BRIEF DESCRIPTION OF THE DRAWINGS

FIG. 1 is a fragmental cross section of a magnetic recording medium for digital recording according to the second and third embodiments of the invention, showing a magnetic head in relative motion to the growth direction of columnar grains in the upper layer.

FIG. 2 is a graph showing the Tr/Tf of Example 2 samples relative to recording current.

FIG. 3 is a graph showing the output of Example 2 samples relative to recording current.

FIG. 4 is a graph showing the Tr/Tf of Example 3 samples relative to recording current.

FIG. 5 is a graph showing the output of Example 3 samples relative to recording current.

DETAILED DESCRIPTION OF THE INVENTION

First embodiment

The non-magnetic substrate used herein may be formed of any desired material which can withstand heat encountered during formation of ferromagnetic metal thin films by evaporation. A variety of films, typically polyethylene terephthalate films may be used. Also useful are the materials disclosed in Japanese Patent Application Kokai No. 10315/1988. The dimensions of the substrate including thickness may be determined in accordance with the intended application.

The magnetic layer formed on the non-magnetic substrate are composed of at least two thin films of cobalt base ferromagnetic metal formed by the oblique evaporation method. Preferably for the evaporation of ferromagnetic metal thin films, θmax is from 80 to 90 degrees and θmin is from 10 to 60 degrees.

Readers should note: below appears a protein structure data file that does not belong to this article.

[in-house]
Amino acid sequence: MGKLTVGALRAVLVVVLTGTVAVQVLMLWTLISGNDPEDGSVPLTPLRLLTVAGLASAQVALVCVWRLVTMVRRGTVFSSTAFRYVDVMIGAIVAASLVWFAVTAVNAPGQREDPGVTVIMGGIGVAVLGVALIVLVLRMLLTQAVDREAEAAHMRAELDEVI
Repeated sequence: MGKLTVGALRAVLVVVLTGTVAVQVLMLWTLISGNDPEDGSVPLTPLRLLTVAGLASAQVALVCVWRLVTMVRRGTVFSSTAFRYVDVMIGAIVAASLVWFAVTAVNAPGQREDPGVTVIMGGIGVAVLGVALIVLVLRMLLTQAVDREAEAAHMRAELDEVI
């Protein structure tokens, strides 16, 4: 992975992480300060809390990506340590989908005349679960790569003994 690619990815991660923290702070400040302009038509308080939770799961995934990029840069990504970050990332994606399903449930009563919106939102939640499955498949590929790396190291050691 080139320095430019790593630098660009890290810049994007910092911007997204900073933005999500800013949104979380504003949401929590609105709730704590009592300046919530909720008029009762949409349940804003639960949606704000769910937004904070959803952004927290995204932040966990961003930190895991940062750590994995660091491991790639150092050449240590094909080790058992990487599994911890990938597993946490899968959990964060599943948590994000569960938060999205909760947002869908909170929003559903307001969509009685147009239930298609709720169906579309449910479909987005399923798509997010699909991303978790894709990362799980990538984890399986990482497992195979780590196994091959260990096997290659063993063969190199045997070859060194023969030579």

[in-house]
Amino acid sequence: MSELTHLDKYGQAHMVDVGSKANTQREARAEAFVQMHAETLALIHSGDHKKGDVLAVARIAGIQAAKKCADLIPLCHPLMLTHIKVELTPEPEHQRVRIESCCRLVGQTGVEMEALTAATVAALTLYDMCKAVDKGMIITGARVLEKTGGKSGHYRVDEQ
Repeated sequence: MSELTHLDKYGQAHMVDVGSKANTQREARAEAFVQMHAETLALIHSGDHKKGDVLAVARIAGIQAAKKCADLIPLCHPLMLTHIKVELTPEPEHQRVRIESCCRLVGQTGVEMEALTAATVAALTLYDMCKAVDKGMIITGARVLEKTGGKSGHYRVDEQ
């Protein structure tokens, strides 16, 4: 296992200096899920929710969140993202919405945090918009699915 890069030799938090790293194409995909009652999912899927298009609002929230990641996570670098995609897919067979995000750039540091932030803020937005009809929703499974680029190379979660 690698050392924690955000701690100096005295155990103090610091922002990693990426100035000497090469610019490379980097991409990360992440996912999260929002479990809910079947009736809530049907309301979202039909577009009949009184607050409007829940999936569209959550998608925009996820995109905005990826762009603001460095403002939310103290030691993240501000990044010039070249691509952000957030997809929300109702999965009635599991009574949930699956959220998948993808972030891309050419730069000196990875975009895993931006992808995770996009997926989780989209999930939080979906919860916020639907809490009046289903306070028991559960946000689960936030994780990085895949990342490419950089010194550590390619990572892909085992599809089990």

It is to be noted that the calculation of Δθ is based on absolute magnitudes of θmax and θmin. Actually, if θmax and θmin for the first ferromagnetic metal thin film are of positive values, then θmax and θmin for the second ferromagnetic metal thin film are of negative values. This is because ferromagnetic metal is evaporated so that the incident directions of ferromagnetic metal for the layers of the first and second ferromagnetic metal thin films intersect a normal to the substrate surface from opposite sides. More particularly, the growth direction of ferromagnetic metal columnar grains in the layers of the first ferromagnetic metal thin film intersects a normal to the substrate surface from one side, and the growth direction of ferromagnetic metal columnar grains in the layers of the second ferromagnetic metal thin film intersects the same normal from the other side. This structure of oppositely oriented layers is obtained by reversing the feed direction of the non-magnetic substrate between the first and second phases of evaporation.